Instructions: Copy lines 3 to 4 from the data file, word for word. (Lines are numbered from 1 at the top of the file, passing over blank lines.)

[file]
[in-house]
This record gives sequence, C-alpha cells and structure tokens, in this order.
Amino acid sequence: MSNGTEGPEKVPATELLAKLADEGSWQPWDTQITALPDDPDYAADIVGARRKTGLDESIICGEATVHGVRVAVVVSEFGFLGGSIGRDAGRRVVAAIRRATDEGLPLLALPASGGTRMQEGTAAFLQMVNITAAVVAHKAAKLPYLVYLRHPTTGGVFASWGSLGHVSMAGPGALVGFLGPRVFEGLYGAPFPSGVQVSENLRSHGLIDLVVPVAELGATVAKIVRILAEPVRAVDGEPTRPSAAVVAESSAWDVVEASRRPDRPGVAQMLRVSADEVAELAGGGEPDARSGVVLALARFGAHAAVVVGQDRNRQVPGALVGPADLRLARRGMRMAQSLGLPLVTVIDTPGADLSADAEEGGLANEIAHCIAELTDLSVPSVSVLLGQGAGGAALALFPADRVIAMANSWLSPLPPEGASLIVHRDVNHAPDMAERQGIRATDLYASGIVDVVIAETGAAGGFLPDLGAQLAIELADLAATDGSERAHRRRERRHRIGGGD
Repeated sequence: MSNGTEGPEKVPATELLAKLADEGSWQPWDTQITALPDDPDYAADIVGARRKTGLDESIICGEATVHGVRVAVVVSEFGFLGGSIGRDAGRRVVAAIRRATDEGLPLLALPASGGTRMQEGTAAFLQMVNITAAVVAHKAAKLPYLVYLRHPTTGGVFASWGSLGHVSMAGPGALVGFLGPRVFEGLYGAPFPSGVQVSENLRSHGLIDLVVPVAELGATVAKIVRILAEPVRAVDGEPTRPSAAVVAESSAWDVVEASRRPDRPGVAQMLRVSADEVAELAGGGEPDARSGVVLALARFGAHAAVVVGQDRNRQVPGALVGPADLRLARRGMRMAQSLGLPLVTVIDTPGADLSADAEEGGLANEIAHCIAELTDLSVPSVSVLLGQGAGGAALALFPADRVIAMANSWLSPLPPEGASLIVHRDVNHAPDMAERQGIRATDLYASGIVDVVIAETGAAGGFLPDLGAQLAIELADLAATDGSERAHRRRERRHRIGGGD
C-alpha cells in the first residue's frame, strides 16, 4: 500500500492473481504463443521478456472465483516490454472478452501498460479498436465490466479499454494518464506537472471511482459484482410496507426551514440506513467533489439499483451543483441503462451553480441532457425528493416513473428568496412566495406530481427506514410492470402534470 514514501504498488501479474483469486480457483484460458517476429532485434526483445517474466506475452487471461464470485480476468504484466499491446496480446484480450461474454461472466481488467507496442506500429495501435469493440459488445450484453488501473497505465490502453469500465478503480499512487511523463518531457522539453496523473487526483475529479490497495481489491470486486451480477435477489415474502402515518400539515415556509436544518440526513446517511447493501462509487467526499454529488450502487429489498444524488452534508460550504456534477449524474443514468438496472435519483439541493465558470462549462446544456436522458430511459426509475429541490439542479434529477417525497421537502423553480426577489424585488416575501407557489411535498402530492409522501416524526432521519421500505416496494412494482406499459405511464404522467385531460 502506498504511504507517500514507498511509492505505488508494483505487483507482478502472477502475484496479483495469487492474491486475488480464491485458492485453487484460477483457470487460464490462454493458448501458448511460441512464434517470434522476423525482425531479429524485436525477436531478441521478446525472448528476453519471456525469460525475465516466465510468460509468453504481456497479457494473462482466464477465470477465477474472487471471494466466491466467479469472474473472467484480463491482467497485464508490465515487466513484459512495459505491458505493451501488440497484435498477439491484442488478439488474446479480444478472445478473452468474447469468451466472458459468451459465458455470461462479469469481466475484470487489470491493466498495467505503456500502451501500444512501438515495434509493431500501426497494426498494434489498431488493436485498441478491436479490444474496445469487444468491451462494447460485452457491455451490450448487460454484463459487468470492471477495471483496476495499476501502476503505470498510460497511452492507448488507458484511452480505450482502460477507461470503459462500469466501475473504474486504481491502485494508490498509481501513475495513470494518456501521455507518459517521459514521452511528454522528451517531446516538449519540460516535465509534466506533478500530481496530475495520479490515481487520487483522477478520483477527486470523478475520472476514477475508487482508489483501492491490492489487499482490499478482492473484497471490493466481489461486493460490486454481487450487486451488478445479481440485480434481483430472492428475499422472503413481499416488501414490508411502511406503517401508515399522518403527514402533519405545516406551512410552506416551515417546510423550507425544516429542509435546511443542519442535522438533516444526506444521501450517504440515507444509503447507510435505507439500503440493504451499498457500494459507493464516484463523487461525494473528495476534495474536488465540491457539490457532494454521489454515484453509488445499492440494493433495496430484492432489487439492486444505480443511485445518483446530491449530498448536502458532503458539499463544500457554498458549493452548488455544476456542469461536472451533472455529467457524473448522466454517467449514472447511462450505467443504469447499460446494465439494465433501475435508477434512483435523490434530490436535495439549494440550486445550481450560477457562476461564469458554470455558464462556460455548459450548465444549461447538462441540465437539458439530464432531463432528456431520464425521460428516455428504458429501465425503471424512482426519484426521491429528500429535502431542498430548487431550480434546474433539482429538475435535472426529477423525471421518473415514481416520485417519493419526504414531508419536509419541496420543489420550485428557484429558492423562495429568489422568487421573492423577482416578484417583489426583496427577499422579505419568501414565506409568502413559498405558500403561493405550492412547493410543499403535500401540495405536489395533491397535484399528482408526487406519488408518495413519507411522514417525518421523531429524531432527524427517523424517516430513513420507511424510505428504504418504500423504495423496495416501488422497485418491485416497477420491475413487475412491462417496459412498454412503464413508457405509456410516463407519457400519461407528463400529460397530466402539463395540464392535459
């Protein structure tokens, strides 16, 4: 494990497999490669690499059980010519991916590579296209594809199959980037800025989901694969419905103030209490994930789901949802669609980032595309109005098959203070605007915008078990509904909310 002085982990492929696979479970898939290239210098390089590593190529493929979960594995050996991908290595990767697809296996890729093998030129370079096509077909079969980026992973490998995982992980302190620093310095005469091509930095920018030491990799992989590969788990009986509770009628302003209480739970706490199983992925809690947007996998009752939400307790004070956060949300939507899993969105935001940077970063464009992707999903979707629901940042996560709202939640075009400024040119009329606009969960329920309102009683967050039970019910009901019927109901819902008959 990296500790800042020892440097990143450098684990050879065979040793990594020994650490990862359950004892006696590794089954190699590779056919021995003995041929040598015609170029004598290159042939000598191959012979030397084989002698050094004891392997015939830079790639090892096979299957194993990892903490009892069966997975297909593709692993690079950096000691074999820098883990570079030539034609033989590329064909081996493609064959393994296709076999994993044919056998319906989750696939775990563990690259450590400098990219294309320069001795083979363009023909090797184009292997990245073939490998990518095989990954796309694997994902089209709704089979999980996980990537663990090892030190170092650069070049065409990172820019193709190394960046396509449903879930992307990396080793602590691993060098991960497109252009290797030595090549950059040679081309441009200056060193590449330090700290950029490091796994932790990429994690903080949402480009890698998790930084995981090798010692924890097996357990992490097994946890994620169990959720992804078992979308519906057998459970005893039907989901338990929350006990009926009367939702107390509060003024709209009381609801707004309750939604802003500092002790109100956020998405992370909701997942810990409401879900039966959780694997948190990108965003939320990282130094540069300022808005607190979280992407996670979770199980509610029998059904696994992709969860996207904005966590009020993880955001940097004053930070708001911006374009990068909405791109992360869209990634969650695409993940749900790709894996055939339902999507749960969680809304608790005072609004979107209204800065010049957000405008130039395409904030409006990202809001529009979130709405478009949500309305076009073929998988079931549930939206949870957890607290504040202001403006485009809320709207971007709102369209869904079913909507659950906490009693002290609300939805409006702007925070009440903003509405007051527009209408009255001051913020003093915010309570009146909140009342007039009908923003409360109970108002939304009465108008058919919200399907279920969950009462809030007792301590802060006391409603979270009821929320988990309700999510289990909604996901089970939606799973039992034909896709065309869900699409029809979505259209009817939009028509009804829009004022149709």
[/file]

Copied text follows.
Amino acid sequence: MSNGTEGPEKVPATELLAKLADEGSWQPWDTQITALPDDPDYAADIVGARRKTGLDESIICGEATVHGVRVAVVVSEFGFLGGSIGRDAGRRVVAAIRRATDEGLPLLALPASGGTRMQEGTAAFLQMVNITAAVVAHKAAKLPYLVYLRHPTTGGVFASWGSLGHVSMAGPGALVGFLGPRVFEGLYGAPFPSGVQVSENLRSHGLIDLVVPVAELGATVAKIVRILAEPVRAVDGEPTRPSAAVVAESSAWDVVEASRRPDRPGVAQMLRVSADEVAELAGGGEPDARSGVVLALARFGAHAAVVVGQDRNRQVPGALVGPADLRLARRGMRMAQSLGLPLVTVIDTPGADLSADAEEGGLANEIAHCIAELTDLSVPSVSVLLGQGAGGAALALFPADRVIAMANSWLSPLPPEGASLIVHRDVNHAPDMAERQGIRATDLYASGIVDVVIAETGAAGGFLPDLGAQLAIELADLAATDGSERAHRRRERRHRIGGGD
Repeated sequence: MSNGTEGPEKVPATELLAKLADEGSWQPWDTQITALPDDPDYAADIVGARRKTGLDESIICGEATVHGVRVAVVVSEFGFLGGSIGRDAGRRVVAAIRRATDEGLPLLALPASGGTRMQEGTAAFLQMVNITAAVVAHKAAKLPYLVYLRHPTTGGVFASWGSLGHVSMAGPGALVGFLGPRVFEGLYGAPFPSGVQVSENLRSHGLIDLVVPVAELGATVAKIVRILAEPVRAVDGEPTRPSAAVVAESSAWDVVEASRRPDRPGVAQMLRVSADEVAELAGGGEPDARSGVVLALARFGAHAAVVVGQDRNRQVPGALVGPADLRLARRGMRMAQSLGLPLVTVIDTPGADLSADAEEGGLANEIAHCIAELTDLSVPSVSVLLGQGAGGAALALFPADRVIAMANSWLSPLPPEGASLIVHRDVNHAPDMAERQGIRATDLYASGIVDVVIAETGAAGGFLPDLGAQLAIELADLAATDGSERAHRRRERRHRIGGGD